I remember when I used to make videos for my courses, maybe 10 years ago. I would make a take, I would edit it. I would really get all dressed up for this video and it was a big deal to me. Now, maybe not so much and I’m wondering how we might coach someone or encourage someone to start doing this without all that stress and worry.

Dr. Sylvia Nemmers: That is such a good point. That is really a great point. I think for me, we’re doing this podcast right now, you and I. We’re having a conversation just like the good old days when we used to sit together and have conversations.

I think of my videos in this framework, in the good old days, actually I think these are the good old days. I really love distance education and reaching to students I would never be able to reach before. But, we used to know that we needed to teach at a particular time of day. And we had our hair brushed and we had some clothes on and we went and taught. We didn’t have a script, usually. We had a frame of concepts that we wanted to cover and we did that and it wasn’t recorded. I kind of keep that mindset.

So, when I’m doing my videos, I actually put myself in the mindset that I’m sitting and talking to my student, as if we were just in the classroom and I was giving them the same feedback. I don’t script it and I don’t over critique it once I’ve said it. As long as the message I was trying to convey got there. I mean, a kind of a plus, because I could hit restart and say it again and I do that occasionally, if I really missed my mark. How nice to have that option as opposed to when it’s directly face to face and you don’t have that “Whoops, can I repeat that?”

So, you’ve got the plus of being able to restart if you need to, but I wouldn’t be over critical. And I wouldn’t think of it as a production of a commercial, but more of a conversation that you’re having that’s going to have some bobbles and imperfections in it. And that helps me a lot.

Dr. Bethanie Hansen: Wonderful. I appreciate that. And as you were describing this idea of just imagining having a conversation. It also reminded me of sort of a theme in media right now, where a lot of people are putting their own businesses online. And in selling those things, one of the themes is authenticity and showing their humanness. So, you’ll see a person who started an online business with a picture of their family or their dog or whatever. And if there are mistakes in a video, they just leave them, so everyone knows they’re a real person and it’s not just some canned thing that’s kind of generic.

So, I love the fact that you’re thinking of it as that conversation. No conversation’s going to be perfect and it’s going to be more authentic. And hopefully, that helps our listeners to relax a little bit as they’re making videos and not be quite so worried about the perfect presentation. I appreciate those comments, Sylvia.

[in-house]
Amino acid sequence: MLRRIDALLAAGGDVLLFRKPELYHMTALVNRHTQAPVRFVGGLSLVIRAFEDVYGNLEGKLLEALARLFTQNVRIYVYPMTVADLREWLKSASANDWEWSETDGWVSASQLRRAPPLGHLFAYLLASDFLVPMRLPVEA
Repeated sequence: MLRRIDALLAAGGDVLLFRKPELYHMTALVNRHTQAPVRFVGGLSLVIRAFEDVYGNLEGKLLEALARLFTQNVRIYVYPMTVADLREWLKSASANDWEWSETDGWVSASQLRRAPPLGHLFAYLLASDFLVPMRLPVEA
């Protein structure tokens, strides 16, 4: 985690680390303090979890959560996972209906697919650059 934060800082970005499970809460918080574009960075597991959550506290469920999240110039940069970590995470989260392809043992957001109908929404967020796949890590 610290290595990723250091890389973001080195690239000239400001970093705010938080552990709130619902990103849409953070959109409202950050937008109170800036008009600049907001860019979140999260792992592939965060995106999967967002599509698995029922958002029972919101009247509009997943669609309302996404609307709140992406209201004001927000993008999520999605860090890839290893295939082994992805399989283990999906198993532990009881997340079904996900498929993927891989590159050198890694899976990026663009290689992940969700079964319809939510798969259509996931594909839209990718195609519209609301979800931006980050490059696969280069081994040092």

Dr. Sylvia Nemmers: I would say rather than thinking of it as a video, think of it as a communication tool.

Dr. Bethanie Hansen: Beautiful. And are there needs for worrying about the captions on those videos? What would you suggest there?

Dr. Sylvia Nemmers: Yes. And this is particularly sensitive to me because I have struggled in my life to achieve certain goals due to some barriers and accessibility that I’ve been able to overcome. So, definitely wanting to make sure that your videos are closed captioned is very important. If you are using an online classroom, many of them have video capture available inside of them, with the ability to close caption.

Certain things like Zoom or other commercially available things are also having closed captioning as a part of it. Because as we moved into this brave new world and using these types of things became more necessary, and we knew that we all needed to be able to meet these ADA expectations for closed captioning. And on that, just real quickly, a lot of people think that, well, the ADA captions have to meet a certain percentage to meet the rules for ADA.

And, in fact, I’m not an expert on this, I’m not saying it from that point of view, but my knowledge does extend to the point that what we need to do to make sure that our videos are compliant with ADA and actually useful for our students is that we’re using the most advanced technology available.

So, if you are using one of the larger providers of online classrooms or you’re using Zoom or YouTube or whatever is the major provider of these closed captionings, that is what is needed. If you used a particularly complex terminology and you want to ensure that it’s good that’s a great thing to review those captions, they all have that facility.

But, for the most part, relying on the advanced technology we have available will get you where you need to go. And I don’t want us to not embrace the facilities and the advancements we have in fear of not being able to achieve certain expectations because we can do both.